Captain Alfred Scott McLaren, President of The American Polar Society, is a lecturer, writer, and research scientist. His area of scientific research is the role of the Polar Regions in global climate change, and he has traveled extensively in both the Arctic and Antarctic. He is the author of over 50 research papers in scientific professional journals. He is also Director of Sub Aviator Systems LLC and Senior Pilot of their revolutionary new submersible the Super Aviator. Captain McLaren is a Director of the Institute of Nautical Archaeology at Texas A&M and President Emeritus of The Explorers Club, founded in 1904 to promote scientific exploration and field research.
A former research and teaching professor at the University of Colorado, the Lamont-Doherty Earth Observatory at Columbia University, and publisher of the weekly magazine Science News, he received his Ph.D. in Physical Geography of the Polar Regions from the University of Colorado, an M.Phil. in Polar Studies from Cambridge University (Peterhouse), England, and a M.S. in International Affairs from George Washington University. He is a Fellow of the Arctic Institute of North America and the American Geographical Society.
A graduate of the U.S. Naval Academy and the U.S. Naval War College, Captain McLaren was among the first 100 selected by Admiral H.G. Rickover to receive nuclear power training. As a naval officer, Captain McLaren made three Arctic expeditions on nuclear attack submarines, one on board USS Seadragon (SSN-584) during the first submerged transit of the Northwest Passage; two others were on USS Queenfish (SSN-651): a Davis Strait/Baffin Bay expedition and a North Pole expedition that included the first survey under ice of the entire Siberian Continental Shelf (5,200 km). He commanded Queenfish during the latter expedition and for a total of four years. He was subsequently honored in 1983, with the Societe de Geographic Paris’ Silver Medal for Polar Exploration and La Medaille de La Ville De Paris (Echelon Argent).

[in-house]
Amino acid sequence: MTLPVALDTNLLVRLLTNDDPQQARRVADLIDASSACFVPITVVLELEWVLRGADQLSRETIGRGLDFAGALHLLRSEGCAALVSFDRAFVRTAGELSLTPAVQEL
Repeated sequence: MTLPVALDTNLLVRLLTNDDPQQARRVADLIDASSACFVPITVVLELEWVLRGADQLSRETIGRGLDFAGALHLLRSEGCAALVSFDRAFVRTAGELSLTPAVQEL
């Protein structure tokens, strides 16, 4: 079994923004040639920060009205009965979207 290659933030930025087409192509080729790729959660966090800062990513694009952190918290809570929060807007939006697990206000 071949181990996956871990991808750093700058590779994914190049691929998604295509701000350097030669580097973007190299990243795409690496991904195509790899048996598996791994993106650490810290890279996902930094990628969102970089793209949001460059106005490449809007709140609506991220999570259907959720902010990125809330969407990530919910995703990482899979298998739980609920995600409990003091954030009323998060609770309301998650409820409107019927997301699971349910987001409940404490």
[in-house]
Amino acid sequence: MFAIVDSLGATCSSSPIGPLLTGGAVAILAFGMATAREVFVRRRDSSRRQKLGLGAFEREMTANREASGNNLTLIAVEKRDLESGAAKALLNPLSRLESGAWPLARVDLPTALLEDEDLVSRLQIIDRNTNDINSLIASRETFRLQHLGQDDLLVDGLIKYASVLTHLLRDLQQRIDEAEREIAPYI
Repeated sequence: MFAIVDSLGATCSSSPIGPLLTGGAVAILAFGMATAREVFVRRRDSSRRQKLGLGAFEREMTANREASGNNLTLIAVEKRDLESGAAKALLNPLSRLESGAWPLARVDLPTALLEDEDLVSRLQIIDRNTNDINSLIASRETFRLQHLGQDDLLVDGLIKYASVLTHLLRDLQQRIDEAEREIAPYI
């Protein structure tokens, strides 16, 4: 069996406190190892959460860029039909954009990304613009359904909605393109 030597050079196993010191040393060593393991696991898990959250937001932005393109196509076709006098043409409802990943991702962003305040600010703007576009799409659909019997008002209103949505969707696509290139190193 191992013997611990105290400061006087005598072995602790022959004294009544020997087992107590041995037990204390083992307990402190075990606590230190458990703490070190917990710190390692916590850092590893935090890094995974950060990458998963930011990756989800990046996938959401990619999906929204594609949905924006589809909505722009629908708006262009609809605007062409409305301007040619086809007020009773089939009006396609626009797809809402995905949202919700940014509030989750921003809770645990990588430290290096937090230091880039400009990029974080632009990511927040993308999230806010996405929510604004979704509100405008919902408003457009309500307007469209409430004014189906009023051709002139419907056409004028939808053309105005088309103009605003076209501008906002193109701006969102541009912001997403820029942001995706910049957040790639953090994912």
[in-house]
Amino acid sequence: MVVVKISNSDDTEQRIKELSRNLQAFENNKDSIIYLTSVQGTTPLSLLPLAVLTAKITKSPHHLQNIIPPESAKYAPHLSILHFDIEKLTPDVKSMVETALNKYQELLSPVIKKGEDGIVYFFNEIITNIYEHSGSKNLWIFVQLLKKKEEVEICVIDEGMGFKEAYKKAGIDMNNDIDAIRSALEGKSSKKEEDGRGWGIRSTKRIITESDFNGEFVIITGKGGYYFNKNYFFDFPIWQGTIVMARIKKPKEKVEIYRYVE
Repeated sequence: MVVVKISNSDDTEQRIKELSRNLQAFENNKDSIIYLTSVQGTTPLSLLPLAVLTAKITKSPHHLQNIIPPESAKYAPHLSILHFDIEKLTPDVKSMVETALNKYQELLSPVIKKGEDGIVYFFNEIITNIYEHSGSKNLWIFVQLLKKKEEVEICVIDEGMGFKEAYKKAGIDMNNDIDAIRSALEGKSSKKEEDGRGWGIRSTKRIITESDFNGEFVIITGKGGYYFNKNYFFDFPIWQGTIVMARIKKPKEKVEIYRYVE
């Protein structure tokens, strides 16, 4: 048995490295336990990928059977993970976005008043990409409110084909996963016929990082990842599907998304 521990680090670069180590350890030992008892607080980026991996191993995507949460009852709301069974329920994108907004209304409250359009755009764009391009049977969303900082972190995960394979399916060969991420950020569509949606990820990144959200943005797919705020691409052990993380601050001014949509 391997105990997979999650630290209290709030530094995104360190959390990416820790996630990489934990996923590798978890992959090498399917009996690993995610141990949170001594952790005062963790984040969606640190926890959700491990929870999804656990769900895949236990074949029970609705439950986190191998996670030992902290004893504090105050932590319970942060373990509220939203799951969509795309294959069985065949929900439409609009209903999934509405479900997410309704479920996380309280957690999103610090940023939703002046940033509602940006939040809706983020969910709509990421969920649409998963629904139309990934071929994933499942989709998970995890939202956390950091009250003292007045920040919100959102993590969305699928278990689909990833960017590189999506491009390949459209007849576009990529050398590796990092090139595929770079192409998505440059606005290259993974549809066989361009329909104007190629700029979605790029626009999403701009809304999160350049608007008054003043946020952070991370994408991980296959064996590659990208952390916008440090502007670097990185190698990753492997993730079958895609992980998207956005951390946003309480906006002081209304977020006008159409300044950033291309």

He is a veteran of more than 20 Cold War submarine operations. His awards, as a Cold War submarine captain, include the Distinguished Service Medal, the nation’s highest peacetime award; two Legions of Merit and four Navy Unit Citations. Currently a deep sea explorer and scientist, Captain McLaren completed lengthy dives using the Russian deep-diving MIR submersibles to: R.M.S. Titanic in 1999 and 2003, the Rainbow Hydrothermal Vents along the Mid-Atlantic Ridge in 1999, and during June 2001; one of the first manned dives to the wreck of the German battleship Bismarck at a depth of 4,750 meters beneath the sea. He returned to Bismarck in early August 2002 to make a second dive and participate in a comprehensive high definition (HD) filming of the wreck site. In February 2003, he became the first deep-sea explorer to be licensed as a “Pilot in Command” of famed designer and builder Graham Hawkes’ new high performance submersible Deep Flight Aviator, which is “flown” underwater like a fixed-wing aircraft. Captain McLaren is SCUBA-qualified and an instrument-rated private pilot. He received The Explorers Club’s Lowell Thomas Medal for Ocean Exploration in 2000. His first book, Unknown Waters, published by the University of Alabama Press in early 2008, is now in its third printing. It was recently named a “Notable Naval Book of 2008” by the U.S. Naval Institute. He is currently at work on a second book entitled “Tales of the Cold War.”